Achieving Information-Based Productivity Gains
For more than a generation, libraries have been notably successful in improving the productivity of their own operations with digital technology. It is inconceivable that existing staffing levels could handle today's circulation workload if we were using McBee punch cards or-worse yet-typewriter-written circulation cards kept in book pockets and marked with date stamps attached to the tops of pencils. While libraries have an admirable record of deploying information technology to increase the productivity of their own operations, and while there is more of this to be done, the most important productivity gains in the future will lie elsewhere. The emergence of massive amounts of textual, numeric, spatial, and image information in digital formats, and the delivery of that information through networks, is decisively shifting the question to one of teacher and reader productivity.
What does the Scully Project tell us about library, teacher, and reader productivity? To answer that question, I will comment first on a set of operational issues that includes the use of library staff and Teaching Fellows to select and prepare images for class use; the preservation of the images over time; and the use of space. I will assess the Scully Project both as it was actually deployed, with little impact on the conduct of classroom instruction, and as one might imagine it being deployed, as the primary source of images in the classroom. The operations I will
describe are more or less under the university's administrative control, and savings achieved in any of them can at least theoretically be pushed to the bottom line or redirected elsewhere. I will also comment on student productivity. This is a much more problematic topic because we can barely imagine controlling or redirecting for productivity purposes any gains readers might achieve.
Productivity Gains Subject to Administrative Control
The comparative costs of selecting images and preparing them for instructional use in both the photographic and digital environments are set out in the four tables that follow. These tables are built from a cost model of more than three dozen facts, estimates, and assumptions about Professor Scully's course and the library support it requires. The appendix presents the model, with some information obscured to protect confidentiality. I do not explain the details of the cost model here but focus instead on what it tells us. One cautionary word is in order. The cost model generates the numbers given in the tables (rounded to the nearest dollar, producing minor summing errors), but these numbers are probably meaningful only to the nearest $500. In the discussion that follows, I round the numbers accordingly.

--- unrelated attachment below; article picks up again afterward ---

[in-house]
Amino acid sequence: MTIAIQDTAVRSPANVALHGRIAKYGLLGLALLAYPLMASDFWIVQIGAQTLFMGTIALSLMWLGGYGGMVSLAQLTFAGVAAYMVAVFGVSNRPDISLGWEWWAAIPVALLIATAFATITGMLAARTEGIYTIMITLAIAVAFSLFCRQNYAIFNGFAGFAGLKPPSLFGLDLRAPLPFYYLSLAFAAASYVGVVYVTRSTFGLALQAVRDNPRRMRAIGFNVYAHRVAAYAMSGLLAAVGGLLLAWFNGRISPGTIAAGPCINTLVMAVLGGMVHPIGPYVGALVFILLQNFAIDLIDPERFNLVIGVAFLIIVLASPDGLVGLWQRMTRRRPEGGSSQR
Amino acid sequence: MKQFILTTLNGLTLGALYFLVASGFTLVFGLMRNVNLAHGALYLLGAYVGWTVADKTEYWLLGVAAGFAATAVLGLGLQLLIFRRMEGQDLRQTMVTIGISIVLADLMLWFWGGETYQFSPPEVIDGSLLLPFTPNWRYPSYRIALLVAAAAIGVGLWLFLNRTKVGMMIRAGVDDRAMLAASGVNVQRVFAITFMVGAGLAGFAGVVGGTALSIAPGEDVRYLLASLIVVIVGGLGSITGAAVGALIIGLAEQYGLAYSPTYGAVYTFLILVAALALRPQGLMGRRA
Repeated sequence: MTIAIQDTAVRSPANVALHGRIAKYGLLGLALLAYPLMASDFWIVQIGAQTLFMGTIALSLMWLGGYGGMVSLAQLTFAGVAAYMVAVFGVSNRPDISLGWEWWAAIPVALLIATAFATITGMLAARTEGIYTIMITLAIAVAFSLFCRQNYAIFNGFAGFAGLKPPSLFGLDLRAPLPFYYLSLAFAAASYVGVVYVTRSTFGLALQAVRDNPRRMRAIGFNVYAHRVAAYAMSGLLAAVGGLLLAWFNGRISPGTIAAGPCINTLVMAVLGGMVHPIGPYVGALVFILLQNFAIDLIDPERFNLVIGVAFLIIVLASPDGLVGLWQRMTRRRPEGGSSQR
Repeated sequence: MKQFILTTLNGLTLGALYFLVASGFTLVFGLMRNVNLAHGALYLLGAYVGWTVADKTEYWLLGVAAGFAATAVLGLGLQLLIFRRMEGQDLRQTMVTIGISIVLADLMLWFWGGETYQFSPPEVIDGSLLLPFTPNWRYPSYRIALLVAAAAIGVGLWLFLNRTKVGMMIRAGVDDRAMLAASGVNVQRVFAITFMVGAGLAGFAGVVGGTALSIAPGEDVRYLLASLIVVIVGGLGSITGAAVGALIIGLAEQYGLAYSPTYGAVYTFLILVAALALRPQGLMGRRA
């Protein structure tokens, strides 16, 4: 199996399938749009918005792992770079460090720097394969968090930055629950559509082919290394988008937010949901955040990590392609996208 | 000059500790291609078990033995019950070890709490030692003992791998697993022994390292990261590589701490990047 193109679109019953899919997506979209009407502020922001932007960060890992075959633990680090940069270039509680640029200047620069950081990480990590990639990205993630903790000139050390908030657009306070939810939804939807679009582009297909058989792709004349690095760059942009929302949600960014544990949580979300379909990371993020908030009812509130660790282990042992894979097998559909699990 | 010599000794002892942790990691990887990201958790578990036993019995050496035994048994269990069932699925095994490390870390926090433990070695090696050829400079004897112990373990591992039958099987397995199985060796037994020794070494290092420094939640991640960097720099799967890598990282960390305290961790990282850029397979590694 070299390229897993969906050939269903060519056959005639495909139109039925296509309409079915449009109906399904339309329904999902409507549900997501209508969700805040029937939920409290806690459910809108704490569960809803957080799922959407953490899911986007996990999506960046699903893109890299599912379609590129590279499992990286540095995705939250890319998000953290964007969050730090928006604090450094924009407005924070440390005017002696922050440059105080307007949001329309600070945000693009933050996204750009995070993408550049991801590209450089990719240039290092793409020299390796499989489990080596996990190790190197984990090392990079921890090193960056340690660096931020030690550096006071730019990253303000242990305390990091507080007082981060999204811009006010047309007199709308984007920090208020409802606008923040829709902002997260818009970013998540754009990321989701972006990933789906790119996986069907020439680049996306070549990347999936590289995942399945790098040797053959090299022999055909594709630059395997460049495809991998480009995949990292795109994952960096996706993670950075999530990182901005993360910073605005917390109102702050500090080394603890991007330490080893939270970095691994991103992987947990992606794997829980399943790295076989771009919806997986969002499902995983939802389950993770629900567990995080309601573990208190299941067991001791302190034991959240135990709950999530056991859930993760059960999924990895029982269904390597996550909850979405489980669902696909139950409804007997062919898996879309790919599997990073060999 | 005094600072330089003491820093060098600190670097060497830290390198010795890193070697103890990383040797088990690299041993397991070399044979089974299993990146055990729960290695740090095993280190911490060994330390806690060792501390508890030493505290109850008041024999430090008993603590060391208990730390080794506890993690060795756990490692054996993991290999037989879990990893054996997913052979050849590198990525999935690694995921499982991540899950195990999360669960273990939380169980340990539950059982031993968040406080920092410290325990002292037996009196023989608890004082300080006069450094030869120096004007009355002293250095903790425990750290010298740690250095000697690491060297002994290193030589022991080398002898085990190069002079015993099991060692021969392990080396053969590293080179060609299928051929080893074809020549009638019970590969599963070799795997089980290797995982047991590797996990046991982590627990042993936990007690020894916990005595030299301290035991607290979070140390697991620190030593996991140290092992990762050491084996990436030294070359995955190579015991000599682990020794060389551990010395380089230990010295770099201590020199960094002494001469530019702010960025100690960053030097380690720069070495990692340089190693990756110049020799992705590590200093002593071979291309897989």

Table 4.1 compares the cost of library support for Professor Scully's course in its former dependence on photos exhibited in the study gallery and in its present dependence on digital images delivered in a Web site.
Before the Scully Project, the university incurred about $7,000 in academic support costs for Professor Scully's course in the year it was taught. These costs over a six-year period, during which the course would be taught three times, are estimated at $22,000. As deployed in the fall of 1996, Web-site support for Professor Scully's course cost an estimated $21,000, or $34,000 over a six-year period. The result is a $12,500 balance arguing against digital provision of images in Professor Scully's course, or a 36% productivity loss in the use of university resources. However, a longer amortization period clearly works in favor of digital provision. The cost model suggests that the break-even point on the productive use of university resources comes in about 16 rather than 6 years. This gradual improvement happens for the following reasons:
• The higher absolute cost of the digital images results from one-time staff and vendor cost of converting analog images to digital format. While there is some incremental growth in these costs over six years, staff costs for providing analog images grows linearly. The long-term structure of these costs favors digital provision.
• The cost of the "real" space of bricks and mortar needed to house the photo collection is substantial and grows every year. Similarly, the operation and maintenance of physical space carries the relative high increases of costs for staff and energy. By contrast, the "virtual" space of digital media is relatively inexpensive to begin with, and its unit cost is falling rapidly. Again, the longterm structure of costs favors digital provision.
Along with the amortization period, the number of images digitized is another major variable that can be used to lower the total cost of digital provision and so move toward a productive use of resources. For years, it has been possible to mount no more than 400 photos in the study gallery. As Table 4.2 shows, if the Scully Web site had contained 400 digital images rather than 1,250 images, conversion costs